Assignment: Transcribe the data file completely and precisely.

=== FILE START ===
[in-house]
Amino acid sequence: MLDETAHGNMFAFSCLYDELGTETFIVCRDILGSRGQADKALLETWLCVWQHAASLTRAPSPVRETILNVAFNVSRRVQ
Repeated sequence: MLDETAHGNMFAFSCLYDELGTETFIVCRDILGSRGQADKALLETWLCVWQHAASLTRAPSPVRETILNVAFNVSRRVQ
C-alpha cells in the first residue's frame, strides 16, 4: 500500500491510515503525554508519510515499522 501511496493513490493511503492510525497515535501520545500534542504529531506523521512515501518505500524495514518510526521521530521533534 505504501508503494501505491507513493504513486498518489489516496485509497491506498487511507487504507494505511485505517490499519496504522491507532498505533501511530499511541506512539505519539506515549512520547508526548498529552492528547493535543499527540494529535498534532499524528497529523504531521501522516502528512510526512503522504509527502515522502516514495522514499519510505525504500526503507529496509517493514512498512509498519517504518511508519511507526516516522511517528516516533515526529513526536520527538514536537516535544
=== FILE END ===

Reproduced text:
[in-house]
Amino acid sequence: MLDETAHGNMFAFSCLYDELGTETFIVCRDILGSRGQADKALLETWLCVWQHAASLTRAPSPVRETILNVAFNVSRRVQ
Repeated sequence: MLDETAHGNMFAFSCLYDELGTETFIVCRDILGSRGQADKALLETWLCVWQHAASLTRAPSPVRETILNVAFNVSRRVQ
C-alpha cells in the first residue's frame, strides 16, 4: 500500500491510515503525554508519510515499522 501511496493513490493511503492510525497515535501520545500534542504529531506523521512515501518505500524495514518510526521521530521533534 505504501508503494501505491507513493504513486498518489489516496485509497491506498487511507487504507494505511485505517490499519496504522491507532498505533501511530499511541506512539505519539506515549512520547508526548498529552492528547493535543499527540494529535498534532499524528497529523504531521501522516502528512510526512503522504509527502515522502516514495522514499519510505525504500526503507529496509517493514512498512509498519517504518511508519511507526516516522511517528516516533515526529513526536520527538514536537516535544